The last time democracy nearly died


The last time democracy nearly died all over the world and almost all at once, Americans argued about it, and then they tried to fix it, notes Jill Lepore,  a professor of history at Harvard University and author of “These Truths: A History of the United States.”

In the nineteen-thirties, you could count on the Yankees winning the World Series, dust storms plaguing the prairies, evangelicals preaching on the radio, Franklin Delano Roosevelt residing in the White House, people lining up for blocks to get scraps of food, and democracies dying, from the Andes to the Urals and the Alps, she writes for The New Yorker

In 1917, Woodrow Wilson’s Administration had promised that winning the Great War would “make the world safe for democracy.” The peace carved nearly a dozen new states out of the former Russian, Ottoman, and Austrian empires. The number of democracies in the world rose; the spread of liberal-democratic governance began to appear inevitable. But this was no more than a reverie. Infant democracies grew, toddled, wobbled, and fell: Hungary, Albania, Poland, Lithuania, Yugoslavia. …It had taken a century and a half for European monarchs who ruled by divine right and brute force to be replaced by constitutional democracies and the rule of law. Now Fascism and Communism toppled these governments in a matter of months, even before the stock-market crash of 1929 and the misery that ensued.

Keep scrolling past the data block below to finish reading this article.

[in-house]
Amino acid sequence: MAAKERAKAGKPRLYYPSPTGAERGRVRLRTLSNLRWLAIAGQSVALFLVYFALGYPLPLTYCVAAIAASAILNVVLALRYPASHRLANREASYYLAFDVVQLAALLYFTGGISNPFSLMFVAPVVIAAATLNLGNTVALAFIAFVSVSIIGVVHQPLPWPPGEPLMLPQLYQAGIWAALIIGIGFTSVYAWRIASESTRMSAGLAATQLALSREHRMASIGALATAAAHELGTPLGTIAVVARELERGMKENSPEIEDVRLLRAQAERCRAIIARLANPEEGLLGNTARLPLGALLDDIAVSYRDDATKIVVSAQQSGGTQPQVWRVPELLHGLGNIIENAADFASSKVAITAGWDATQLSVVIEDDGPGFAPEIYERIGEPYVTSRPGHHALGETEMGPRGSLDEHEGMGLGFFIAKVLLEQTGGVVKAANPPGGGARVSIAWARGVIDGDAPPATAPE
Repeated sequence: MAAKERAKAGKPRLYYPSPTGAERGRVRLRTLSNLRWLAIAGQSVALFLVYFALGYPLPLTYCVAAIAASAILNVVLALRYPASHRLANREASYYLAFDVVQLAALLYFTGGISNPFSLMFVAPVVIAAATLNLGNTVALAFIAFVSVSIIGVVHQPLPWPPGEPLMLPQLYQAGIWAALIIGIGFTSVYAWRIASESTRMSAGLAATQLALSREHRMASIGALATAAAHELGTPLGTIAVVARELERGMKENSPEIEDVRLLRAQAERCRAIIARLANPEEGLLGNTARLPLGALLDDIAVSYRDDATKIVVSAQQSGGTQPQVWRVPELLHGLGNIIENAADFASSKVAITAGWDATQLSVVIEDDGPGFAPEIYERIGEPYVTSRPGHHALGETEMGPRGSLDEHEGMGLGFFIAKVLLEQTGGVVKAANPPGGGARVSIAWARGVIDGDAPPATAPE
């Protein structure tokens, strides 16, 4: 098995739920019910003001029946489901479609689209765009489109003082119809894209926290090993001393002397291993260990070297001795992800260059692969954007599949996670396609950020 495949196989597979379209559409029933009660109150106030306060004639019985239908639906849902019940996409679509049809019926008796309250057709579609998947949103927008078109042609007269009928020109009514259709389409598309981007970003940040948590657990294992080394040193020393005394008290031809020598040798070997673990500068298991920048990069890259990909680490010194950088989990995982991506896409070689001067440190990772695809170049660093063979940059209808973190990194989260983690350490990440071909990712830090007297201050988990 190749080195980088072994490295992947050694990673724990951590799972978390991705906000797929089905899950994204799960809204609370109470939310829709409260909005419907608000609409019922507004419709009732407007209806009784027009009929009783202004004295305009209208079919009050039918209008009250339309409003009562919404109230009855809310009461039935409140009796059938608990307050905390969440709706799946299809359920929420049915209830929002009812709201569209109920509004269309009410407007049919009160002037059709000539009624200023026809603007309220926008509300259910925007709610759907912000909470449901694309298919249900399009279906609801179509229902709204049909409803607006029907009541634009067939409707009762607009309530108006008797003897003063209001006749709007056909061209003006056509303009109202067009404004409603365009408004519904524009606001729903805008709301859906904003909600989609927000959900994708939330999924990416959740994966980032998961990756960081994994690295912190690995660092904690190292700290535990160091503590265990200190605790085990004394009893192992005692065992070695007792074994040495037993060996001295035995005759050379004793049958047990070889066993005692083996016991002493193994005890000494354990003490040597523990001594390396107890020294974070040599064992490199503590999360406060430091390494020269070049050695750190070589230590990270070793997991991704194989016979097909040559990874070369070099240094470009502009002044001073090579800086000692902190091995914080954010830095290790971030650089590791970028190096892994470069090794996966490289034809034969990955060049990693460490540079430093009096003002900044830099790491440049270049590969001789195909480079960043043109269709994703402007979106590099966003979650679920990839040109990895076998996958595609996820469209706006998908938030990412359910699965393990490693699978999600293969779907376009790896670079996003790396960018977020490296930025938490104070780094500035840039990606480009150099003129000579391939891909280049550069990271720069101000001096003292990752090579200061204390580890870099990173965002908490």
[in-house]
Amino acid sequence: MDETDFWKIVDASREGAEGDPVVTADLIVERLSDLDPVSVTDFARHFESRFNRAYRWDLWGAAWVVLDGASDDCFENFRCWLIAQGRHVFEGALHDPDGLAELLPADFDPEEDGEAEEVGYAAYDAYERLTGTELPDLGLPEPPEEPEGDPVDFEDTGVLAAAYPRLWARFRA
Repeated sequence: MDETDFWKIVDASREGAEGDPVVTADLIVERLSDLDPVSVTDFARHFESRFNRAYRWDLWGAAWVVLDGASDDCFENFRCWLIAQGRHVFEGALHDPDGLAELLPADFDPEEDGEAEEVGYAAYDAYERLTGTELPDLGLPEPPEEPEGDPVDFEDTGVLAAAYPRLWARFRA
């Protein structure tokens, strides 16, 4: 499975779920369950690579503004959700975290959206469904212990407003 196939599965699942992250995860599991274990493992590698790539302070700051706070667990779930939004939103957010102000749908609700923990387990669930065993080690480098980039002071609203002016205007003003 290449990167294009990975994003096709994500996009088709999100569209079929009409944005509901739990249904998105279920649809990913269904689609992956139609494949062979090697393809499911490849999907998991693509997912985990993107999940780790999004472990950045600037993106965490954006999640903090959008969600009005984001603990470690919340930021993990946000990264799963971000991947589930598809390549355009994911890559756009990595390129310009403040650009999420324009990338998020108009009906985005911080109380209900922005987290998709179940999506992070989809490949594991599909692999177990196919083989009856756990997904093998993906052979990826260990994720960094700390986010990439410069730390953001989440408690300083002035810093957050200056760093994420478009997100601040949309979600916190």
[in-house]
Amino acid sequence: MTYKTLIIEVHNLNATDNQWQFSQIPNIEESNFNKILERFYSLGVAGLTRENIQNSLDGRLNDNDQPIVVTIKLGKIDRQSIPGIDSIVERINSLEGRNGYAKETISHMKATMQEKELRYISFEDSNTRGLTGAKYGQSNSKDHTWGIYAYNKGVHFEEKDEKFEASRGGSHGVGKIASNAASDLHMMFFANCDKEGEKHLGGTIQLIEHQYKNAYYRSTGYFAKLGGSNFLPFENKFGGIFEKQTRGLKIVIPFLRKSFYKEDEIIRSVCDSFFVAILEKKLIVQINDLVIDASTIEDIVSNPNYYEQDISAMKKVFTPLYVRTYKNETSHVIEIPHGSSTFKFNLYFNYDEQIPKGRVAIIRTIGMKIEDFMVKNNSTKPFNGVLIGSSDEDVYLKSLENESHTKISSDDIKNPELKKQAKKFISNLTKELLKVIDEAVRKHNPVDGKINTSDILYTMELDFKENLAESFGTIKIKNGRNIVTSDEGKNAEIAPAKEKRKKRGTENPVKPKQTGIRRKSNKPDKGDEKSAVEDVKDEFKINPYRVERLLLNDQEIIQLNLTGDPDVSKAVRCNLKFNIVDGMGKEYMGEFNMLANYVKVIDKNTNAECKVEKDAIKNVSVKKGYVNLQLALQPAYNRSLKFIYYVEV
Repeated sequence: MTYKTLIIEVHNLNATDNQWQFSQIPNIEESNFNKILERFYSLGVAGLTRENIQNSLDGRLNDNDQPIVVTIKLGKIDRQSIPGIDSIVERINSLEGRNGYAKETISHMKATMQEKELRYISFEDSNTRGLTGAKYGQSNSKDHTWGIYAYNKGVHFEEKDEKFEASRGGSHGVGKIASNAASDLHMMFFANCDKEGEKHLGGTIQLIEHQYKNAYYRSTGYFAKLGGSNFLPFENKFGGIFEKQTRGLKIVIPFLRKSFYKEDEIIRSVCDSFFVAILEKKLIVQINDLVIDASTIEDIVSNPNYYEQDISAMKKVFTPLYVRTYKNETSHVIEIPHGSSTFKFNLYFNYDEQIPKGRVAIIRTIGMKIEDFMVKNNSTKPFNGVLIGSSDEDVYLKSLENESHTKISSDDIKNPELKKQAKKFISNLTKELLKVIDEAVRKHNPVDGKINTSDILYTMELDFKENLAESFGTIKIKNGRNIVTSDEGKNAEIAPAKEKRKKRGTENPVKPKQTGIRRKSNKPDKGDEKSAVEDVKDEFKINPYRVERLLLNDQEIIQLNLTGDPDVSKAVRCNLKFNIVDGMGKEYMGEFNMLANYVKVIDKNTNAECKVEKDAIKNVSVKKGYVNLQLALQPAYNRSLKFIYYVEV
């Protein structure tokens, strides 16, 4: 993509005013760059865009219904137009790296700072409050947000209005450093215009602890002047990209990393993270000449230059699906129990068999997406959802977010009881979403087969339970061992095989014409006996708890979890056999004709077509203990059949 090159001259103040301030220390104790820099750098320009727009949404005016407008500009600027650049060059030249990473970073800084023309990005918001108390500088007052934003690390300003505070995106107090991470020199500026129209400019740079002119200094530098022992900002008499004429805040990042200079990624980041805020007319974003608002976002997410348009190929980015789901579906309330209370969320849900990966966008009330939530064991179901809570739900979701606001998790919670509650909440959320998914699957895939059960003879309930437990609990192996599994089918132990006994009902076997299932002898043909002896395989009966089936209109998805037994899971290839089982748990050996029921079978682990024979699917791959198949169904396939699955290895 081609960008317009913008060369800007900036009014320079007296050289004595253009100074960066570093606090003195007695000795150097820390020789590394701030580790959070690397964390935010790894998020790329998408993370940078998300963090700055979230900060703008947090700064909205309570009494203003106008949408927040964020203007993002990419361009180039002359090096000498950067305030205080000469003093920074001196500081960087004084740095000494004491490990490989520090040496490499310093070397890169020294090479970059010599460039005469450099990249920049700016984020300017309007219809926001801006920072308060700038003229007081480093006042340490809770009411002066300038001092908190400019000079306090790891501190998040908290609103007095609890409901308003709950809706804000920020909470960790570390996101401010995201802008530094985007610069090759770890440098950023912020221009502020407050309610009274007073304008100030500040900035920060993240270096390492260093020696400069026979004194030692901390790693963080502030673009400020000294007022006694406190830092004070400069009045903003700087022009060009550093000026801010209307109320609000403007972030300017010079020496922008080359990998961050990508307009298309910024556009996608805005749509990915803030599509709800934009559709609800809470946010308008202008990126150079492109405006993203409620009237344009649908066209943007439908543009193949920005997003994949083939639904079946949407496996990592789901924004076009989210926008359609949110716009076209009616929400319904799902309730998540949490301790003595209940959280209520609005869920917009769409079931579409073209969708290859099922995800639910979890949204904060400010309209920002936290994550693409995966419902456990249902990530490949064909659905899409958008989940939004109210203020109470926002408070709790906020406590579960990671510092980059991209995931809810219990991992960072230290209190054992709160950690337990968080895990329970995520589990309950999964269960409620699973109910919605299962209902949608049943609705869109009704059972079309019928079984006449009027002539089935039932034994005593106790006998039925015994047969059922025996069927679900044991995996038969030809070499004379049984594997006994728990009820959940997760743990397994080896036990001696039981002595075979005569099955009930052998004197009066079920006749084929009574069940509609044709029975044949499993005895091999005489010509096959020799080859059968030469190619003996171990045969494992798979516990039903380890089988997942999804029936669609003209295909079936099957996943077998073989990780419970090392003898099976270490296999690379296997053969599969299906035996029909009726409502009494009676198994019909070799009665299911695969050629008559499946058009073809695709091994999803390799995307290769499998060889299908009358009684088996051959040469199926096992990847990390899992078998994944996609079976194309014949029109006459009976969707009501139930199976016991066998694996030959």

“Epitaphs for democracy are the fashion of the day,” the soon-to-be Supreme Court Justice Felix Frankfurter wrote, dismally, in 1930, Lepore adds in a contribution to a new series on The Future of Democracy.

In celebration of the Journal of Democracy’s 30th anniversary issue, editors and contributors gathered last week (below) for reflections and discussion on authoritarianism and the global state of democracy.

4:004:40 PM: “Reflections on the Journal of Democracy,” with founding coeditors Marc F. Plattner (who is retiring) and Larry Diamond. Incoming coeditor William J. Dobson moderates.

4:405:20 PM: “The Global State of Democracy,” with Sheri Berman, Thomas Carothers, Steven Levitsky, and Yascha Mounk. Shanthi Kalathil moderates.

5:206:00 PM: “Authoritarianism: Resurgence and Vulnerabilities,” with Ladan Boroumand, Michele Dunne, Minxin Pei, and Lucan Way. Christopher Walker moderates.

Learn more about this event and speakers here

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